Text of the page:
A GCHQ-backed startup incubator has opened its doors in the UK, announcing its first cohort of seven startups participating in the three month accelerator program (see below for the list of teams).
The GCHQ Cyber Accelerator initiative was announced by the government in September, as a tie up between the domestic signals intelligence & cyber security agency; the UK’s Department for Culture, Media and Sport (DCMS); and (Telefonica’s) Wayra UK accelerator initiative, which is running the program.
In recent years the UK government has been pushing cyber security as a priority, with the government committing £1.9 billion to a National Cyber Security Strategy that runs to 2020, with funding being made available for a range of initiatives; including beefing up cyber security staff at intelligence agencies; setting up a national cyber security hub to concentrate expertise and lead by example; and widening government procurement for security technologies — including by investing in security startups.
The GCHQ backed accelerator is part of this strategy to drive cyber security ideas and innovation, domestically. It’s based within a new Cheltenham Cyber Innovation Centre, putting the selected startup teams within easy reach of agency staff and expertise — to, as the government puts it, “allow them to expand capability, improve ideas and devise cutting-edge products to outpace current and emerging threats”.
Two years ago then chancellor George Osborne said the government’s aim was to create what he dubbed “an arc of cyber excellence” from the headquarters of the GCHQ intelligence agency at Cheltenham, through the cities of Bristol and Bath to Exeter — with the aim of “making the south-west a world leader in cyber security services”. A second center is planned to open in London later this year, with DCMS is contributing up to £50m over the next five years to deliver the two centers.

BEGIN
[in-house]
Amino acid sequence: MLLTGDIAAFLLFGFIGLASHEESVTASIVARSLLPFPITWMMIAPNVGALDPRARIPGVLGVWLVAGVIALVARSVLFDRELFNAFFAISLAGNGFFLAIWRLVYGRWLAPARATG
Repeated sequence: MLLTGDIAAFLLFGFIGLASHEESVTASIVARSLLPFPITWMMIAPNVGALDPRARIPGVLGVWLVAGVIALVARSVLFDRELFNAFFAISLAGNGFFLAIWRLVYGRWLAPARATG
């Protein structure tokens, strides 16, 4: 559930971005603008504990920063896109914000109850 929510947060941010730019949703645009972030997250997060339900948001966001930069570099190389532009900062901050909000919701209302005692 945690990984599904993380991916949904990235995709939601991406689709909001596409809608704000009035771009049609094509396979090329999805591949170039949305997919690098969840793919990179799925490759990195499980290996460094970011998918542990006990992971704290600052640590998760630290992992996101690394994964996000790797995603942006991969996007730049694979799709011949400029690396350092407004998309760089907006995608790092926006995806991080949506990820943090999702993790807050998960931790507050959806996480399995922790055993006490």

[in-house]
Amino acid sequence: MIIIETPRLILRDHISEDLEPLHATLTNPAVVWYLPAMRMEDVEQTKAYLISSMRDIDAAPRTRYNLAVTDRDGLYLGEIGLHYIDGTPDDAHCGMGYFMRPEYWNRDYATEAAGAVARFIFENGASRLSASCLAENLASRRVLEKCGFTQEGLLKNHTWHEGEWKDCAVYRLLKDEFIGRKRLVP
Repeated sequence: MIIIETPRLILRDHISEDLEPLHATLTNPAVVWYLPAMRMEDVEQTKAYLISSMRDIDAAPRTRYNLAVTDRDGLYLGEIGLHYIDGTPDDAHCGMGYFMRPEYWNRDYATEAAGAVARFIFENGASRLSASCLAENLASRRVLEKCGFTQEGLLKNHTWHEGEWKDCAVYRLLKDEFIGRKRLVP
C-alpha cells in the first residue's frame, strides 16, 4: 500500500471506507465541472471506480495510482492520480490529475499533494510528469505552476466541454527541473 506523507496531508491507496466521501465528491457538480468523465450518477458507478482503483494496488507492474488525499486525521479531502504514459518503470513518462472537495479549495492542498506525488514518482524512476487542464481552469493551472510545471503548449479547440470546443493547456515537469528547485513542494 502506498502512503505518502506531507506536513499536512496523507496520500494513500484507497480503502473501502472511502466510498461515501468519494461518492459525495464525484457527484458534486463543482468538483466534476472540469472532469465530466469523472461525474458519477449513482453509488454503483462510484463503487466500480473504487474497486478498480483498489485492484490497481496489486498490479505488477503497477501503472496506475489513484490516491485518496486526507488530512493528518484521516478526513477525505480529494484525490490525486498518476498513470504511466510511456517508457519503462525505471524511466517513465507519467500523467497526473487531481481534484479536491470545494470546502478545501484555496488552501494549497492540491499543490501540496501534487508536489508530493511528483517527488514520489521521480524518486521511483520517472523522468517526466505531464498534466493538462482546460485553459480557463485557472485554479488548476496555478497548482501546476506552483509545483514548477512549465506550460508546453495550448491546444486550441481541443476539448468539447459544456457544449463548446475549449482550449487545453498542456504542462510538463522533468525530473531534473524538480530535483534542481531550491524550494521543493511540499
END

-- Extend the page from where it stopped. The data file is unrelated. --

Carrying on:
GCHQ is not investing in the accelerated startups, but a spokesman for Wayra UK told TechCrunch the agency will be providing mentors — and, once the program has finished, teams may be able to go on to gain contractual relationships with the agency, through established procurement processes, and/or invitations for “deeper research opportunities”, and partnerships with existing major GCHQ suppliers as a result of the links they forge.
Participating start-ups also receive a financial grant (£5,000) provided by Wayra, which is also not taking equity at this point, and access to work space and IT equipment.
The seven teams selected for the first cohort are:
- CounterCraft, a counterintelligence company, that’s aiming to protect large organisations with a cybersecurity deception platform, fooling adversaries with decoy computers, false data and fake identities
- Cyberowl, an early-warning system for cyber attacks, incorporating “advanced security analytics and heuristic methods”
- Cybersmart, a platform that automates implementation, certification and compliance with cyber security standards
- FutureScaper, a collective intelligence platform that provides data visualisations in order to make sense of complex, uncertain, or volatile issues
- Spherical Defence, a Banking API intrusion detection system that uses deep learning to detect hacking attempts by establishing a baseline of normal communication
- StatusToday an AI-powered intelligence platform that aims to understand human behavior in the workplace, boosting security against insider attacks and detecting inadvertent mistakes
- Verimuchme, a digital wallet and exchange platform to secure, verify and re-use personal information. “Through ID-based crypto-technology, individuals and enterprises are linked to personal information that can be shared digitally over and over again”
Speaking to TechCrunch, Countercraft co-founder and CMO Dan Brett said the Madrid-based team is hoping to forge strong links in the UK as a result of the program.
“We are designing a defensive product to allow large organisations defend themselves from the most advanced attacks available, and where better to get advice about what the companies could be facing than from GCHQ. Our aim is to provide a new type of defensive layer that improves security for companies in the UK and globally. We believe this will be a great step in making our product better,” he added.
It’s not clear whether the GCHQ cyber accelerator will run a second program at this point. Wayra’s spokesman said the program will be reviewed after the first 3-month period and a decision on what happens next will be taken then.
Featured Image: GCHQ/Crown Copyright